My understanding of these individuals is very limited. In her post-war study of the Nazis, and particularly of Eichmann, Hannah Arendt was most surprised by what she called the “banality of evil.” She went to Eichmann’s trial in Jerusalem expecting to see great, dramatic evil, and saw instead a man who looked and acted like a clerk, and whose defense was “I was only following orders,” and she was struck by how ordinary he was – not tragic or dramatic, but banal – lacking originality, freshness, or novelty. The same could be said of Bin Laden and his cohorts, but with one addition – they seem to have no capacity for self-doubt and an almost infinite ability to rationalize their own contradictions. Al-Zawahiri is a physician – he took the Hippocratic Oath and, presumably, at some time dedicated himself to healing and saving lives. Bin Laden sees himself as a devout Muslim, but rejects the teaching of any Imam who disagrees with his policy of terrorism, yet none of this seems to slow them down.

If the Torah teaches us anything, it teaches us that the values it describes as good ultimately triumph. It may take 400 years of slavery in Egypt or 40 years of wandering in the desert, but in the end those who would destroy life are defeated. Ancient Jewish teaching prophesied that the Jews would be expelled from our homeland, return, be expelled again, and return again, and it has happened just that way.

There are those today of every religious faith, including Judaism, who distort the message of the Torah to their own ends, and who try to turn that message from one of life, love, and peace to one of death, hate, and war. In the peace movement of the 70’s we had a saying that fighting for peace is like [having sex] for chastity. In the Vietnam war our leaders were heard to say that they had to destroy a village in order to save it. Today extremist Jews say they need to destroy conservative and liberal Judaism for Torah to survive, fundamentalist Christians say that the world has to end for the souls of the righteous to survive, and Islamic terrorists seem to be out to destroy the 95% of more of the world that does not agree with them in order to impose their perverted view of Islam on those who are left. None of these will succeed.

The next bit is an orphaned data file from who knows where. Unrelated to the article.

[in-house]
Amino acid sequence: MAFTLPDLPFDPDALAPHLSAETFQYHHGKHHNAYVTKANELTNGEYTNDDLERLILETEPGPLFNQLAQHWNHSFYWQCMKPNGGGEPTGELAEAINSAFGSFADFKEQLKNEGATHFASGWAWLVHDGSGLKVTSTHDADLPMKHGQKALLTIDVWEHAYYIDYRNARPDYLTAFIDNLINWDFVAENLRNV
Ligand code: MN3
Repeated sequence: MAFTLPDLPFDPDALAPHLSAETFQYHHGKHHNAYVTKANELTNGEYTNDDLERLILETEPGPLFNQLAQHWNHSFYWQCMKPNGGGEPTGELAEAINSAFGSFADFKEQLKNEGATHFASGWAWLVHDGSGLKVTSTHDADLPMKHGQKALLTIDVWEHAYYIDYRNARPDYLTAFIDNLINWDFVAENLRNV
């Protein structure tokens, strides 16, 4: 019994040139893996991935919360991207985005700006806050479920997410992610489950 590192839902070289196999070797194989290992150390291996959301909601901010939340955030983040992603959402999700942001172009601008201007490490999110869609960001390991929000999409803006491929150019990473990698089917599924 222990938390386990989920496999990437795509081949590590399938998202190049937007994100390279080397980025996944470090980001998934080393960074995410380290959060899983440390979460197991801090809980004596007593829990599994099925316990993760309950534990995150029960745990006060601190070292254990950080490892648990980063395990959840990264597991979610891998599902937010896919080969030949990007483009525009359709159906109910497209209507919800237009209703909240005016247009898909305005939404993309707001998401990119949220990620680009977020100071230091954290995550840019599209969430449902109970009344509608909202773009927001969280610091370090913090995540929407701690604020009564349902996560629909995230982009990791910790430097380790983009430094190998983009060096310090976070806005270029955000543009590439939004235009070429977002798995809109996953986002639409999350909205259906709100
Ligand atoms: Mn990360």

The clear message of the Torah and of History is that God, whatever you conceive God to be, has designed the world such that the values of life, love, and yes even peace always triumph in the long run. The Pharaohs, the Torquemadas, the Ku Klux Klans, the Hitlers, the Pol Pots, and the Bin Ladens rise up one after the other and they may have their day, but in the long run their message and their methods are seen for the evil that they are.

Our hearts go out to the people of London this week, and to the people of Israel every week as they live with on a continuing basis what New York, London, Madrid, and others have experienced and hopefully will experience only once. And to the terrorists we say “you can not prevail” in the face of a God who, whatever his wrath may bring, is at the source the author of life, love, and peace. Ose shalome b’mromov, hu ya’aseh shalom alenu, v’al kol ha-olam. May God who makes peace in the heavens grant peace to us and to all the world. Amen